Deep Boreholes for Ground Source Heat Pump Systems – Scandinavian Experience and Future Prospects
|Publication Date:||1 January 2016|
Ground source heat pump (GSHP) systems are commonly used in Sweden for both residential and commercial buildings. However, there are several key differences compared with GSHP systems utilized in the USA. Scandinavian systems are often heating-only, and instead of using grouted boreholes, groundwater-filled boreholes are often used. These boreholes are cased from the ground surface to the usually shallow bedrock. A single or double U-tube is commonly suspended in the borehole. These boreholes are often deeper than those commonly used in the USA. The average borehole depth has increased over time, and the average borehole depth for ground heat exchangers installed in 2013 in Sweden was 171 m (561 ft.) Boreholes as deep as 250-300 m (820-984 ft) are not uncommon and there is interest among installers of using even deeper boreholes. Incentives for deeper boreholes include limited area for drilling, pre-existing boreholes on neighboring properties, and deeper-than-usual layers of soil and unconsolidated rock.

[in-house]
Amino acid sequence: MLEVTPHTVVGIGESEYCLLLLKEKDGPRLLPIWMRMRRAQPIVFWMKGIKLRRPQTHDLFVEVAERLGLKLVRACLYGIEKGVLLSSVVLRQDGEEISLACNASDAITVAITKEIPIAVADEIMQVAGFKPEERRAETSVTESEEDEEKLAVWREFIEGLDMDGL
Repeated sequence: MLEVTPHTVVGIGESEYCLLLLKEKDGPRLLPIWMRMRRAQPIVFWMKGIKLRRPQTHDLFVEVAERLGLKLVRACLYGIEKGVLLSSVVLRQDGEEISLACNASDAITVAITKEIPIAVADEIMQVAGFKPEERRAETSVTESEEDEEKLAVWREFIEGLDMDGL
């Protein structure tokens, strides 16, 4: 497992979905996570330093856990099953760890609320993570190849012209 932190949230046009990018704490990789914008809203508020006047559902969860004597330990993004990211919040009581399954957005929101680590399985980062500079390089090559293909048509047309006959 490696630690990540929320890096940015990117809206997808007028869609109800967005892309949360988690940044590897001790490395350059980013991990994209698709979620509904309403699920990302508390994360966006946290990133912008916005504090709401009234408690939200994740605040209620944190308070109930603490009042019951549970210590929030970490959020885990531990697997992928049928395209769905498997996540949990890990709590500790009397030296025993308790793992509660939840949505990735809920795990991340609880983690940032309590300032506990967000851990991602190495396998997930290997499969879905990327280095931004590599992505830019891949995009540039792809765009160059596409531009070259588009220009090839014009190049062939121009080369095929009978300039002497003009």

This paper reviews current Scandinavian practice for borehole design and discusses installations with boreholes 300 m (984 ft) deep or deeper. Aspects of the design include using larger pipe sizes or double U-tubes to keep pressure losses acceptable, larger borehole diameters to accommodate the larger pipe sizes, increased short-circuiting due to the long lengths, and design temperatures for heating-dominant systems due to the geothermal gradient.